Generally, sensing devices such as light, heat, pressure and wind sensors sense the varying physical amounts by generating a voltage corresponding to the amount of light, heat or pressure to be detected. Conventionally, a comparator (10) such as that shown in FIG. 1 for example, could be used to detect the fact that these voltages have exceeded the reference voltage value. The comparator (10) consists of the well-known current mirror circuit (10a) and a differential circuit (10b) arranged in such a way that the output of comparator (10) represents the difference in voltage between the input terminal and the inverting input terminal. Therefore, by applying the designated reference voltage to the inverting input terminal and inputting the output voltage from light sensors, heat sensors and the like to the input terminal it is possible to monitor whether or not the externally applied sensing voltage exceeds the predetermined reference voltage.

However, in using voltage measuring devices such as this kind of comparator in the prior art, there is a problem where if the external power supply (10c) is defective the comparator gives an invalid output. Therefore, in order to monitor peak voltages, it is usually necessary to connect an external memory to the output of the comparator to maintain continuity in the output, resulting in further complication of the construction of the device.

SUMMARY OF THE INVENTION

An object of the present invention is to provide a peak voltage detector with a ferroelectric element which will store peak voltages in a nonvolatile manner without requiring a predetermined reference voltage.

In accordance with the present invention the peak voltage detector is characterized by a ferroelectric element having thickness which is progressively greater from one end thereof to the other, a reset circuit which produces maximum spontaneous polarization upon giving a predetermined reset voltage to the ferroelectric element, a ferroelectric element employing this maximum spontaneous polarization to measure an externally applied voltage of reverse polarity with respect to the reset voltage, and a polarization detection circuit for measuring the reverse polarization generated in the ferroelectric element.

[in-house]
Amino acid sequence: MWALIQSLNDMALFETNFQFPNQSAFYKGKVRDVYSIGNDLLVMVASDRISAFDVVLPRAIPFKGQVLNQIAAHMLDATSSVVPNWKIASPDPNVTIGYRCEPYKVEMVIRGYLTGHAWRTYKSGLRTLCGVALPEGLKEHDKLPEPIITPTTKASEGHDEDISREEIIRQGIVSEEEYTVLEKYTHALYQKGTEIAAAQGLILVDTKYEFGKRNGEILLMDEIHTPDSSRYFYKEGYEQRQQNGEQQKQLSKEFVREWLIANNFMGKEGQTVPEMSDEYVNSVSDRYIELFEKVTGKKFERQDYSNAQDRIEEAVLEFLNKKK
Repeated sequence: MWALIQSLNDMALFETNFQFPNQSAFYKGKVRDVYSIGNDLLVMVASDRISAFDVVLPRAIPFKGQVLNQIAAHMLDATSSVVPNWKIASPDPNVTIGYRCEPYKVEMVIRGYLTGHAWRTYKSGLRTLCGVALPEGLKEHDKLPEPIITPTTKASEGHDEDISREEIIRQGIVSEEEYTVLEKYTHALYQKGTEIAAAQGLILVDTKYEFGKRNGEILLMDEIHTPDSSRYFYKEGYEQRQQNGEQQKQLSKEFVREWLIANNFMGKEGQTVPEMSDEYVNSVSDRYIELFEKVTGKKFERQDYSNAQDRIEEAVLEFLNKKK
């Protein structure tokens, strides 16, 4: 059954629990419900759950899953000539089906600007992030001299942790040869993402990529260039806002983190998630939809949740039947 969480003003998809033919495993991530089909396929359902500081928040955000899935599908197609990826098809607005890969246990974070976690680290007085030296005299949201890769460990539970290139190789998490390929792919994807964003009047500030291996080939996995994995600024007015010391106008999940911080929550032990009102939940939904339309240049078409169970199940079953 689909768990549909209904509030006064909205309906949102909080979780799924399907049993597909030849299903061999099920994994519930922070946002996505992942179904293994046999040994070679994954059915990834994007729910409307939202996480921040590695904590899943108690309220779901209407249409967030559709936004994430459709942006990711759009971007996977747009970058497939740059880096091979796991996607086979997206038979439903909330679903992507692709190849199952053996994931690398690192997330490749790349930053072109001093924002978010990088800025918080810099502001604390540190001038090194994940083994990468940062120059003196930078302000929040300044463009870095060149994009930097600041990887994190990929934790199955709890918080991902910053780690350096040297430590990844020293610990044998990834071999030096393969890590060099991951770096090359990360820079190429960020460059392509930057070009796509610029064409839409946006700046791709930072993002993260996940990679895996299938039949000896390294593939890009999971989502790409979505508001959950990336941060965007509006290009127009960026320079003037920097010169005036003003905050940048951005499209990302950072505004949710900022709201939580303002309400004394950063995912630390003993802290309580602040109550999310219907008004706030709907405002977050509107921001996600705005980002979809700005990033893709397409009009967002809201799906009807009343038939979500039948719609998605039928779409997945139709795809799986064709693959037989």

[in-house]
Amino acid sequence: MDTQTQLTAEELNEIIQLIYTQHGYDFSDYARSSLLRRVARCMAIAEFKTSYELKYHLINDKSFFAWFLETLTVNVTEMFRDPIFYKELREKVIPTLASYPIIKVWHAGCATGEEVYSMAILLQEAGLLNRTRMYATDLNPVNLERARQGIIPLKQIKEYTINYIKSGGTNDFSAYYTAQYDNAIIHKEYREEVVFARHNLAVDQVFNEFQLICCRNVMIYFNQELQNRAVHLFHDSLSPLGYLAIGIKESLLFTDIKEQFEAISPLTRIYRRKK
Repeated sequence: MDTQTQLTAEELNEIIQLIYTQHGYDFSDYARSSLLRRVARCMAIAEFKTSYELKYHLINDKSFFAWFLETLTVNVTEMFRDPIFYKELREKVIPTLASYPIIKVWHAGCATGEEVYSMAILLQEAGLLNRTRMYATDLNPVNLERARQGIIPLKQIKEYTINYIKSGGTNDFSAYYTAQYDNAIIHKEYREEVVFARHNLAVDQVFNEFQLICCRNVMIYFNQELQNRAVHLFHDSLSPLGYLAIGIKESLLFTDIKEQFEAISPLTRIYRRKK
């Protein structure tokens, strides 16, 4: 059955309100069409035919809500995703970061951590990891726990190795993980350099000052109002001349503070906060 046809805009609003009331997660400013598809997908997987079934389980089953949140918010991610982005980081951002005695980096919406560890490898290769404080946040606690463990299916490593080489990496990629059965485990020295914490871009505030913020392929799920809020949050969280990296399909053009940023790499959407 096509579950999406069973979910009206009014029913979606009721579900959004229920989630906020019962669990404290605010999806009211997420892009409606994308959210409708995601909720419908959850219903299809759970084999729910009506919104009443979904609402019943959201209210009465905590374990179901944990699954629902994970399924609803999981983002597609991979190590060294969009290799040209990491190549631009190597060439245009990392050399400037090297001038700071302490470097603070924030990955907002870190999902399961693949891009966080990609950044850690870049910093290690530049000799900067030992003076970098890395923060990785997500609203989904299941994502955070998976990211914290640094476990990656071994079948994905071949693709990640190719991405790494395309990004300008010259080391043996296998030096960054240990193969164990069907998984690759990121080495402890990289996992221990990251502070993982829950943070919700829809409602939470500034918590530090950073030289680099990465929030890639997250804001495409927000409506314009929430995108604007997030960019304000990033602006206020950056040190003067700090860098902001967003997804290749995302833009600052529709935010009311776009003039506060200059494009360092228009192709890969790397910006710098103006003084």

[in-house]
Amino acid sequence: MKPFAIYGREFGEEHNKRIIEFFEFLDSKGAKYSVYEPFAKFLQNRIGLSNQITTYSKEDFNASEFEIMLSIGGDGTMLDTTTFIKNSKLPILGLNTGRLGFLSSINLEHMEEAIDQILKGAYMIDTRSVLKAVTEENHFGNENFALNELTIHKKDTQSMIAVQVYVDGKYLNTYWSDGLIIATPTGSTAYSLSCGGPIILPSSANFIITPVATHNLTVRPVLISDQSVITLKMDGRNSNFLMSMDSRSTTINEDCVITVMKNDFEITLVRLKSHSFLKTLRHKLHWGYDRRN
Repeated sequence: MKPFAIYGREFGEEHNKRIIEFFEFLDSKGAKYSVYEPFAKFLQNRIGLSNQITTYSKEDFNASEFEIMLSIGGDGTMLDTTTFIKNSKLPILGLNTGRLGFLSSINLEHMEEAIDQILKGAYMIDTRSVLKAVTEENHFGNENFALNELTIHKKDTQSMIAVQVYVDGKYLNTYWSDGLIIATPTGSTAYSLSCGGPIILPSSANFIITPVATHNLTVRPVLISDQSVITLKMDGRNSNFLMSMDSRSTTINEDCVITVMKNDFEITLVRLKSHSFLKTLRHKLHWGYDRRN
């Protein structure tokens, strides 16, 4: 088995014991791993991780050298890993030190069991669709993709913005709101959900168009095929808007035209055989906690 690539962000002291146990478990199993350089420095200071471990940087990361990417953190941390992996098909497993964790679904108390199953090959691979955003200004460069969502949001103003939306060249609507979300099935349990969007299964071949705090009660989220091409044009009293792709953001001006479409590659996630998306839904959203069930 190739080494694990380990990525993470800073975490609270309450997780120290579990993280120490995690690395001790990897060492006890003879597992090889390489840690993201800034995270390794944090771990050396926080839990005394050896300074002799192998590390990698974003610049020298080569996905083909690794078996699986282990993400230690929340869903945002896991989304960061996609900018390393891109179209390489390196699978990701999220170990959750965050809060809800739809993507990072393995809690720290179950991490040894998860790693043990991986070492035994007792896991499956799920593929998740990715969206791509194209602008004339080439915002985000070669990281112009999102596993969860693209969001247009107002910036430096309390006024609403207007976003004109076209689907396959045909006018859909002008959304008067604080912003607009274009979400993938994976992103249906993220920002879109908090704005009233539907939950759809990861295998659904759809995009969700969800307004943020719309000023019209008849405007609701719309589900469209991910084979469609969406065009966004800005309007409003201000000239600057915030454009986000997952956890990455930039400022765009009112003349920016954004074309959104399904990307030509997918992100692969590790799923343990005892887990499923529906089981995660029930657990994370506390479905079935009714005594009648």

The peak voltage detection device in this invention is constructed in the above mentioned way so it can measure the peak voltage by means of the spontaneous polarization of the ferroelectric element.

As is commonly known, by applying an electric field to the ferroelectric element, spontaneous polarization in the ferroelectric element reverses the direction of the polarization with regards to the applied electric field, thus showing an extremely similar characteristic to the B-H curve of a ferromagnetic element (The P-E Hysteresis loop of ferroelectric elements). With the peak voltage detector in this invention, the ferroelectric element is spontaneously polarized in one direction, then this spontaneous polarization is partially reversed by the inputting of an external voltage meaning that the remaining polarization can be used to measure the peak voltage.

In the case where the thickness of the ferroelectric element changes, it is known that the value of the coercive electrical field necessary to reverse the spontaneous polarization increases in proportion with the thickness of the ferroelectric element.

Accordingly, in the case of applying a voltage to the ferroelectric element having thickness which is progressively greater from one end thereof to the other, in the thin area, a Supplied electric field greater than the coercive electric field is applied so the direction of polarization is reversed, while in the thick area, the value of the supplied electric field cannot exceed that of the coercive electric field so that the direction of polarization is not reversed. Therefore, with the ferroelectric element having thickness which is progressively greater from one end thereof to the other, by measuring which of these areas have had the direction of polarization reversed, it becomes possible to detect the value of the externally applied sensing voltage.

BRIEF DESCRIPTION OF THE DRAWINGS

FIG. 1 is a circuit diagram of the comparator in the prior art.

FIG. 2 is a diagram of the complete construction of a preferred embodiment of this invention.

FIG. 3 is a diagram of the construction of the ferro-electric element in the preferred embodiment of the present invention.

FIG. 4 is a measurement system flowchart for the embodiment of the present invention.

FIG. 5 is the output characteristic of a wind speed sensor in the embodiment of the present invention.

FIG. 6 is a diagram of the P-E hysteresis loop of the ferroelectric element in the embodiment of the present invention.